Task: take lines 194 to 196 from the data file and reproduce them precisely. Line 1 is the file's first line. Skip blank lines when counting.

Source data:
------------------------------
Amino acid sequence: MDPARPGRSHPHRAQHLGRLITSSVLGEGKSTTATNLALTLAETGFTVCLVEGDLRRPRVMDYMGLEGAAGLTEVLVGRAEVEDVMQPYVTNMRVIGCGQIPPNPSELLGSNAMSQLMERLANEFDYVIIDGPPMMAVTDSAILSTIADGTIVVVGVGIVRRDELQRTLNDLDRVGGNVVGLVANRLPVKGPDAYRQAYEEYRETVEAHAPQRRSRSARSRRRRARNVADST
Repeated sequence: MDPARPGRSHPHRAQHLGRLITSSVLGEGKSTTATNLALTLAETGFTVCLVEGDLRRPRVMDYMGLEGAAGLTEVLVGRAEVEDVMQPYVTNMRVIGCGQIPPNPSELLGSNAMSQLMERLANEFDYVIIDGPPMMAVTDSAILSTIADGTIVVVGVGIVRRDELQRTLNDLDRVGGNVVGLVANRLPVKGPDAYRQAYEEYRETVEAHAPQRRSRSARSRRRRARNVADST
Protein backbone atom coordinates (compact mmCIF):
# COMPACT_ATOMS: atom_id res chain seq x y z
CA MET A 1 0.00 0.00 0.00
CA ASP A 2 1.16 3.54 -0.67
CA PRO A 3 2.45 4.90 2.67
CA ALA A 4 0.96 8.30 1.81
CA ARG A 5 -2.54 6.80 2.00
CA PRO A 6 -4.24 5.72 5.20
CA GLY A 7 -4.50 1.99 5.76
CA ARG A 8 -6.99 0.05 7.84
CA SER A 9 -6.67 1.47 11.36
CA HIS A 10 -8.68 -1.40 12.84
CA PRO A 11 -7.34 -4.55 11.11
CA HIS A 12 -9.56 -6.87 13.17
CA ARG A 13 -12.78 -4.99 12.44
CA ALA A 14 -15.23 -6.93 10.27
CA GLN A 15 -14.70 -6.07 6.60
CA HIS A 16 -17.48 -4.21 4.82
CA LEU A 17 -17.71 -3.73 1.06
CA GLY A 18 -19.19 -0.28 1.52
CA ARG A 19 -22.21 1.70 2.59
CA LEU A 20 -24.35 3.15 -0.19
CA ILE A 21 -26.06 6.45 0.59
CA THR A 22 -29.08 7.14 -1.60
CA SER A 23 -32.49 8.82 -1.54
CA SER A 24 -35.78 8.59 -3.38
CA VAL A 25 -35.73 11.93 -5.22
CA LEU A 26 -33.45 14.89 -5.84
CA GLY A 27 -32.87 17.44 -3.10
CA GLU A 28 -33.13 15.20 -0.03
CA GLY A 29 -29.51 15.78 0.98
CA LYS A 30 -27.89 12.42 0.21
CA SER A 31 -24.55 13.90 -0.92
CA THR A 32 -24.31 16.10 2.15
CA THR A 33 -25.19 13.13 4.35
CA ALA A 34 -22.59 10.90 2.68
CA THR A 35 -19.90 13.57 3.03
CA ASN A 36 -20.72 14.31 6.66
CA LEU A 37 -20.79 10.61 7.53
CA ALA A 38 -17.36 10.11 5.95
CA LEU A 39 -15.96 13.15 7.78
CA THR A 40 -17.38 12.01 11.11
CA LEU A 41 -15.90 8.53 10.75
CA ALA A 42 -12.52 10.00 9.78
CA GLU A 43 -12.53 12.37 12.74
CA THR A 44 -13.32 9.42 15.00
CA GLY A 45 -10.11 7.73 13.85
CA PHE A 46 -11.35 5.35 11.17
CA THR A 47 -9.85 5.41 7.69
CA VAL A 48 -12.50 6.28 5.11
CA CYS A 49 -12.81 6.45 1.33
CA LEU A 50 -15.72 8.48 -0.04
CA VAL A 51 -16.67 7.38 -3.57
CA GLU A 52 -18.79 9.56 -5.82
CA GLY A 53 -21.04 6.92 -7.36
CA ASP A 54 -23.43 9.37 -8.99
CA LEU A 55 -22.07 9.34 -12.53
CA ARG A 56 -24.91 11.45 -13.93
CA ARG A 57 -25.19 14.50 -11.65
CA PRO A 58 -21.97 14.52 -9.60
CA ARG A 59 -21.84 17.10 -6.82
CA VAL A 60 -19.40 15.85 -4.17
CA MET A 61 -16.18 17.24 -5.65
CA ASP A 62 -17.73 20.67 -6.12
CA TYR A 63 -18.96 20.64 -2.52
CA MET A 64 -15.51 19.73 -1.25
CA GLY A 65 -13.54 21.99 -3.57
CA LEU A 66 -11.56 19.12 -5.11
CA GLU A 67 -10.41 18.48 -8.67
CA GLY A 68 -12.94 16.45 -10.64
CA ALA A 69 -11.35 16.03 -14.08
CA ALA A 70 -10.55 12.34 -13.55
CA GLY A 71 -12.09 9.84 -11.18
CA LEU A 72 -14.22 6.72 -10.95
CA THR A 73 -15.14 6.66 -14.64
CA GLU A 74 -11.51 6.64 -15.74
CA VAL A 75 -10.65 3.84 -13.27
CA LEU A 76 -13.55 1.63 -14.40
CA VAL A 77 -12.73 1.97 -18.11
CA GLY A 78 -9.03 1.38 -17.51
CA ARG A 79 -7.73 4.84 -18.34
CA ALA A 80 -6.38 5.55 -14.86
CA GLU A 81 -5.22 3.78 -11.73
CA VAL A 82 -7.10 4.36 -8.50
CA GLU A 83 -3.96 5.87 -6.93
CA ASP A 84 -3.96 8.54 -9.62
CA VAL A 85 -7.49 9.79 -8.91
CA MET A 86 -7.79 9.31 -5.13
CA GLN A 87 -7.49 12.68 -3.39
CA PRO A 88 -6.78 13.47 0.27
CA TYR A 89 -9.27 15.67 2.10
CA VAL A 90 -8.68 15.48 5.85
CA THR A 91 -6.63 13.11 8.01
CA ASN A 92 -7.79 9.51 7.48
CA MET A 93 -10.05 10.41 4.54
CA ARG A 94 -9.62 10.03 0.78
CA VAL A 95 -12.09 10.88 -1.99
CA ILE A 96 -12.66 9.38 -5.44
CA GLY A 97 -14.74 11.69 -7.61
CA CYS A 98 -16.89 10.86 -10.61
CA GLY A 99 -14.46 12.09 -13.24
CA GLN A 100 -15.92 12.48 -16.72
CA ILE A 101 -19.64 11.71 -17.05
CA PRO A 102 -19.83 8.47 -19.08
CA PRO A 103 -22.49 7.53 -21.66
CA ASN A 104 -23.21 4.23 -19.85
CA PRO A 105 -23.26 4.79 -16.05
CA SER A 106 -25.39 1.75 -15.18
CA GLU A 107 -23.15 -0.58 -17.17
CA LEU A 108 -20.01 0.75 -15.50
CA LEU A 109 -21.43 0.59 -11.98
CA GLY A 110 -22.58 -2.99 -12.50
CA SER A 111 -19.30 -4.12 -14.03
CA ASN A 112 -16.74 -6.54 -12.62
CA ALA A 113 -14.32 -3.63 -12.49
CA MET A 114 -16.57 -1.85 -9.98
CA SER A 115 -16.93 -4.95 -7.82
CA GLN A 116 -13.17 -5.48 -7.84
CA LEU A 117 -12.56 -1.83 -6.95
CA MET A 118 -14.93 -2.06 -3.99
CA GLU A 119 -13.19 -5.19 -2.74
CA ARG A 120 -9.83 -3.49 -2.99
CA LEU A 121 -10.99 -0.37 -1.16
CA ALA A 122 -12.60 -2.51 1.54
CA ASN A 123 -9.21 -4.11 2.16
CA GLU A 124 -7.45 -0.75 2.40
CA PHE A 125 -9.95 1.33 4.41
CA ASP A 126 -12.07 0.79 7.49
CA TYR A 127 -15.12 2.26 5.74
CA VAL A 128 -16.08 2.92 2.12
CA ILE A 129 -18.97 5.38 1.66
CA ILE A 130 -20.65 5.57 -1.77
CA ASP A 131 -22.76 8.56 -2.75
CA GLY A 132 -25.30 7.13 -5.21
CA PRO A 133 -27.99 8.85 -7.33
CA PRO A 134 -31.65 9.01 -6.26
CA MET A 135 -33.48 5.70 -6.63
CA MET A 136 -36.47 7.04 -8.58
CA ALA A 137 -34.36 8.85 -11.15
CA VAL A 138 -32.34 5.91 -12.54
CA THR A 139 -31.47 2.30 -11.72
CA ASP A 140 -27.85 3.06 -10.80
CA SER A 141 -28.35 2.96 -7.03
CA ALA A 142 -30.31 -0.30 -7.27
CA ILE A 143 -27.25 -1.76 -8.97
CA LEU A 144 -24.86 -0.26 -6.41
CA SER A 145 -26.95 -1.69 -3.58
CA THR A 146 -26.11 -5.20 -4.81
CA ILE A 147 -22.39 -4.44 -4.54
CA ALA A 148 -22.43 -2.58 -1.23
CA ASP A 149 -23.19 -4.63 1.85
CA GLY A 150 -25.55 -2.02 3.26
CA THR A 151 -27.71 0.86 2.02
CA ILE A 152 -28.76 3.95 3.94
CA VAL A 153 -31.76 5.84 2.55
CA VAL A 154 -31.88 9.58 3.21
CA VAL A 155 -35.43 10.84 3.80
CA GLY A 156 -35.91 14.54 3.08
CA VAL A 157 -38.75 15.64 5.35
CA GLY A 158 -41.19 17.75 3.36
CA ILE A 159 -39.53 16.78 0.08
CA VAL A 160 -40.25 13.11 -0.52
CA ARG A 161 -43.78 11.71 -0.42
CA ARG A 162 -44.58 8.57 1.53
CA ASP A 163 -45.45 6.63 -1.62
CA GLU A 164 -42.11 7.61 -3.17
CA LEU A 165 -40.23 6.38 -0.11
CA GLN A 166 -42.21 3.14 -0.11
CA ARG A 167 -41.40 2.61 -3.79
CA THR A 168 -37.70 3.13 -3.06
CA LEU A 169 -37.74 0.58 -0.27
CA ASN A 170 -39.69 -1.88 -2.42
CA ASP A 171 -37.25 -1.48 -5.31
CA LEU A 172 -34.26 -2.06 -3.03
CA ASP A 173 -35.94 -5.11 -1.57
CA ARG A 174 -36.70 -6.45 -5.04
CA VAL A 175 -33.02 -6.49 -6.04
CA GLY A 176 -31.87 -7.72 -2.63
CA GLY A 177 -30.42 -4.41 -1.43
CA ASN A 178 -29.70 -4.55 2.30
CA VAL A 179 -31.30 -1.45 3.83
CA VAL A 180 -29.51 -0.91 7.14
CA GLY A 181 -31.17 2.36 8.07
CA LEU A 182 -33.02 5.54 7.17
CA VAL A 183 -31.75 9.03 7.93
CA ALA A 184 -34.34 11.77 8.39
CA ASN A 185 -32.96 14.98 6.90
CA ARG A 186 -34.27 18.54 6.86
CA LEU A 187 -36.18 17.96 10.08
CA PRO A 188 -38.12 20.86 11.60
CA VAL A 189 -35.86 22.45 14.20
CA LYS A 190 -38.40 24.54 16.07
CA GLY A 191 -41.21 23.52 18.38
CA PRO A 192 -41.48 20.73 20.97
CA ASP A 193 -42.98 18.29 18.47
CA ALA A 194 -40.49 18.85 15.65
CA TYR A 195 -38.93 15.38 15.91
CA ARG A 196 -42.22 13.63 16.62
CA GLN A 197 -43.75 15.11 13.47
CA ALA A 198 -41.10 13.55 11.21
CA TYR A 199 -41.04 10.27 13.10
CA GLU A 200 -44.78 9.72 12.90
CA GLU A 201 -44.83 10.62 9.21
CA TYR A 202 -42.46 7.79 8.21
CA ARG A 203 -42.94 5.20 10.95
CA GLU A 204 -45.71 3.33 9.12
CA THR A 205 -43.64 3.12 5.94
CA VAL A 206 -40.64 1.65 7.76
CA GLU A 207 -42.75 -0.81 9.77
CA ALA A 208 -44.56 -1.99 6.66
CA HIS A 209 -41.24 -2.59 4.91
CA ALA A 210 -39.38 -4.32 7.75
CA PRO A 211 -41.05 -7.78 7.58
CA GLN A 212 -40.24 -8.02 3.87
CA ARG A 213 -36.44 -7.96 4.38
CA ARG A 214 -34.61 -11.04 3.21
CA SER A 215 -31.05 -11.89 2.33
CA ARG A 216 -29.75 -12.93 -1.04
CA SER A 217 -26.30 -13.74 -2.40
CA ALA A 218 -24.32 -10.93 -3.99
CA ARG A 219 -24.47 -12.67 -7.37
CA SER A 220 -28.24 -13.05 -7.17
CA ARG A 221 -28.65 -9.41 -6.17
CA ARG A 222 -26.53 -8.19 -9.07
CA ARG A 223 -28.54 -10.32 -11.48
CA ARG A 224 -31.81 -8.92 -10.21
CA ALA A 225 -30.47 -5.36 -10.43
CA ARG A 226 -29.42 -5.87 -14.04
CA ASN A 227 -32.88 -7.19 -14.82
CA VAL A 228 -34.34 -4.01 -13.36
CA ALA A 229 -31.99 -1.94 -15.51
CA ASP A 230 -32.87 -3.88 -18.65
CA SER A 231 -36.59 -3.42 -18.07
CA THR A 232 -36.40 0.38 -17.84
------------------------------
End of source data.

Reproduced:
CA LYS A 190 -38.40 24.54 16.07
CA GLY A 191 -41.21 23.52 18.38
CA PRO A 192 -41.48 20.73 20.97